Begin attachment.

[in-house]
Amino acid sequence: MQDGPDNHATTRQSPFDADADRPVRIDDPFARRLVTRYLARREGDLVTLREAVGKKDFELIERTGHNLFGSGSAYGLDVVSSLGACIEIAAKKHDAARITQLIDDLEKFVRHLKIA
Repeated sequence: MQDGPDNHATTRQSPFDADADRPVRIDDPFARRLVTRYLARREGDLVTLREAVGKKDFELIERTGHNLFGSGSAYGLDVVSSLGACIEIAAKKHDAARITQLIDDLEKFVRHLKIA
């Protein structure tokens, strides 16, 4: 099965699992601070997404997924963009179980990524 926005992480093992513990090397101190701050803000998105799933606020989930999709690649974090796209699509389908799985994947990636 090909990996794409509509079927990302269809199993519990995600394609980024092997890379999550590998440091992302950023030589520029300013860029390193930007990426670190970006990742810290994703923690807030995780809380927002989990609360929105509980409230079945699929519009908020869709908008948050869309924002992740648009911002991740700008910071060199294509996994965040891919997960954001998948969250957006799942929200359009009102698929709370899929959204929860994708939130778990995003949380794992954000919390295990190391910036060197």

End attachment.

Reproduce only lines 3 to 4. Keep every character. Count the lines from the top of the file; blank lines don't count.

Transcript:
Repeated sequence: MQDGPDNHATTRQSPFDADADRPVRIDDPFARRLVTRYLARREGDLVTLREAVGKKDFELIERTGHNLFGSGSAYGLDVVSSLGACIEIAAKKHDAARITQLIDDLEKFVRHLKIA
């Protein structure tokens, strides 16, 4: 099965699992601070997404997924963009179980990524 926005992480093992513990090397101190701050803000998105799933606020989930999709690649974090796209699509389908799985994947990636 090909990996794409509509079927990302269809199993519990995600394609980024092997890379999550590998440091992302950023030589520029300013860029390193930007990426670190970006990742810290994703923690807030995780809380927002989990609360929105509980409230079945699929519009908020869709908008948050869309924002992740648009911002991740700008910071060199294509996994965040891919997960954001998948969250957006799942929200359009009102698929709370899929959204929860994708939130778990995003949380794992954000919390295990190391910036060197």